Maha Arshad started her higher education at the University of Toronto Scarborough Campus by completing her double major in English and Political Science. While achieving her Bachelor of Arts with Honours in 2016, she was intrigued by Gayatri Spivak's seminal paper "Can the Subaltern Speak?". She wanted to further research the links between literature and power, with a focus on postcolonial studies. All the while, she grappled with the necessity of multidimensional language, having the power to communicate, to speak and be understood.
Her interests led her to continue her education at the University of Toronto St. George Campus. She completed a Master's degree in English literature, in addition to a collaborative program in South Asian studies at the Munk School of Global Affairs in 2017. In her studies of language and power, she found that she had a strong desire to make language accessible, to support others in the pursuit of the power of communication.
Thus, she returned again to her alma mater to complete her TESL certificate to learn pedagogical approaches to language at the University of Toronto Woodsworth College in 2018. She now works to teach English to newcomers in Canada and other English language learners, to help them interact with their surroundings more confidently through their construction of language, to be in control of their own story, to wrest back their voice.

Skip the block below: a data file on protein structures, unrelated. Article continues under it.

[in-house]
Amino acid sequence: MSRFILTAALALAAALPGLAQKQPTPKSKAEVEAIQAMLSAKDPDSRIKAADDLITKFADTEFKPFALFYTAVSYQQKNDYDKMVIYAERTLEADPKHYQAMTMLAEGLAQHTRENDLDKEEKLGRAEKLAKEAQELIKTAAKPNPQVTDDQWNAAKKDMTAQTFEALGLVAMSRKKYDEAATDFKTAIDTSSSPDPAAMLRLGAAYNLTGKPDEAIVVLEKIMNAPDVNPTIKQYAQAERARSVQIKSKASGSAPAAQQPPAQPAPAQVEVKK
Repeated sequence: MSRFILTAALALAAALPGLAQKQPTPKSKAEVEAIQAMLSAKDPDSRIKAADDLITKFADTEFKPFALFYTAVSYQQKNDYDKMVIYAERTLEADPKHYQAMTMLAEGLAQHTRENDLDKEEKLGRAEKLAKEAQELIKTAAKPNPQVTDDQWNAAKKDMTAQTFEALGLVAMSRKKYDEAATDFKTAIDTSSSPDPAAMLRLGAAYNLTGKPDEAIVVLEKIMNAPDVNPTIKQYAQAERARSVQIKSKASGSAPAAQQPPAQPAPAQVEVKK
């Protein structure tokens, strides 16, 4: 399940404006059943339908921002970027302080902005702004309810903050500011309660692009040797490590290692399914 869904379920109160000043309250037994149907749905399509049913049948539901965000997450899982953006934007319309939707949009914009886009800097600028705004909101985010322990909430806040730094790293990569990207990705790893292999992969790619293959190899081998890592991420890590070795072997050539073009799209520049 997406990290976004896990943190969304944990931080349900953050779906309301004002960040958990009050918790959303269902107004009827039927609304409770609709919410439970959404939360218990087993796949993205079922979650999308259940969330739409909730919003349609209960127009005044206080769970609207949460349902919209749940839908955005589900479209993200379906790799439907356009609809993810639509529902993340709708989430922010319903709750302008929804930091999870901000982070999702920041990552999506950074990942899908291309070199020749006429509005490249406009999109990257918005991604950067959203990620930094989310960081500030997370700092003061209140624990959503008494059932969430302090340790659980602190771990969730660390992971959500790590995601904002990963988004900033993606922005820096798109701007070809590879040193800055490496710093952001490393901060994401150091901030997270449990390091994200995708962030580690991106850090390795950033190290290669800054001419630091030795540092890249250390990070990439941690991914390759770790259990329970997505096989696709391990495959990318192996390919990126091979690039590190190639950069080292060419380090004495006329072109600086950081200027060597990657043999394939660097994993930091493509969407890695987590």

In 2020, she enrolled in the University of Toronto’s Master of Teaching program at OISE (Ontario Institute for Studies in Education). She chose this program to further enhance her abilities as a teacher, and for her to use this opportunity to conduct research regarding varying literacy needs in an English classroom. Her journey with academia has always been with only one goal, which is to build knowledge, awareness of diverse thought, and professional development to make a positive difference in the lives of others.
Alongside her faith in Islam and both her dear parents Arshad and Rashida's guidance, Maha's experience in higher education has also played an invaluable part in shaping her perception of the world. She encountered inspirational and supportive faculty professors at UTSC such as Sonja Nikkila, Maria Assif, and Kara Gaston. Her professors in graduate studies like Smaro Kamboureli, who taught her the critical importance of Indigenous perspectives, and Lindsay Brooks, who has remained a brilliant mentor in language teaching over the years, have led Maha to always better herself as a professional and as a person.
Through this support and countless blessings, Maha was able to pair critical thinking with an open lens to not only learn academics, but to also discover the world in all its wondrous luminous colours.
To contact: firstname.lastname@example.org